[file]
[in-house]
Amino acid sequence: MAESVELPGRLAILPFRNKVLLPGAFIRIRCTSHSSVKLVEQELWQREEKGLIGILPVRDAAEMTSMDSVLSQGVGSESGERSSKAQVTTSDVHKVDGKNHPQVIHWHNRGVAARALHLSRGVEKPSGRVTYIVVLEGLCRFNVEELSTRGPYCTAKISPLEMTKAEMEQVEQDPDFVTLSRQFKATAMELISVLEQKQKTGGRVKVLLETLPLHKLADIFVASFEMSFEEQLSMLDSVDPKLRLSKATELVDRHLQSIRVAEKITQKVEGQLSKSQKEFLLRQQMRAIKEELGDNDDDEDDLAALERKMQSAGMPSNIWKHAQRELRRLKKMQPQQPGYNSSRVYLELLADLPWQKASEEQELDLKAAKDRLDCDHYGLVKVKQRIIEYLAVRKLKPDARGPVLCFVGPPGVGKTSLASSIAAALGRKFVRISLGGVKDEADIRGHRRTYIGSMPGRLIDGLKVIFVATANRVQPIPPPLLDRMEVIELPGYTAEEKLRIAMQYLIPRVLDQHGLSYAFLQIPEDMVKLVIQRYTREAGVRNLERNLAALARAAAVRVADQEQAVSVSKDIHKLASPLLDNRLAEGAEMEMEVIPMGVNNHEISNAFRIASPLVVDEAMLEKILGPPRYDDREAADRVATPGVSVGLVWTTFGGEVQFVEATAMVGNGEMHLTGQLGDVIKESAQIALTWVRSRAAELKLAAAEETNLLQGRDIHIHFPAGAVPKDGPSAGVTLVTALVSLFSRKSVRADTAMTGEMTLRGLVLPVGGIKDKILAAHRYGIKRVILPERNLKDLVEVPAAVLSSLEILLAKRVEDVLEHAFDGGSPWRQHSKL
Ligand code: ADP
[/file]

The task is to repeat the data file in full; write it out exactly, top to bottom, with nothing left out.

[in-house]
Amino acid sequence: MAESVELPGRLAILPFRNKVLLPGAFIRIRCTSHSSVKLVEQELWQREEKGLIGILPVRDAAEMTSMDSVLSQGVGSESGERSSKAQVTTSDVHKVDGKNHPQVIHWHNRGVAARALHLSRGVEKPSGRVTYIVVLEGLCRFNVEELSTRGPYCTAKISPLEMTKAEMEQVEQDPDFVTLSRQFKATAMELISVLEQKQKTGGRVKVLLETLPLHKLADIFVASFEMSFEEQLSMLDSVDPKLRLSKATELVDRHLQSIRVAEKITQKVEGQLSKSQKEFLLRQQMRAIKEELGDNDDDEDDLAALERKMQSAGMPSNIWKHAQRELRRLKKMQPQQPGYNSSRVYLELLADLPWQKASEEQELDLKAAKDRLDCDHYGLVKVKQRIIEYLAVRKLKPDARGPVLCFVGPPGVGKTSLASSIAAALGRKFVRISLGGVKDEADIRGHRRTYIGSMPGRLIDGLKVIFVATANRVQPIPPPLLDRMEVIELPGYTAEEKLRIAMQYLIPRVLDQHGLSYAFLQIPEDMVKLVIQRYTREAGVRNLERNLAALARAAAVRVADQEQAVSVSKDIHKLASPLLDNRLAEGAEMEMEVIPMGVNNHEISNAFRIASPLVVDEAMLEKILGPPRYDDREAADRVATPGVSVGLVWTTFGGEVQFVEATAMVGNGEMHLTGQLGDVIKESAQIALTWVRSRAAELKLAAAEETNLLQGRDIHIHFPAGAVPKDGPSAGVTLVTALVSLFSRKSVRADTAMTGEMTLRGLVLPVGGIKDKILAAHRYGIKRVILPERNLKDLVEVPAAVLSSLEILLAKRVEDVLEHAFDGGSPWRQHSKL
Ligand code: ADP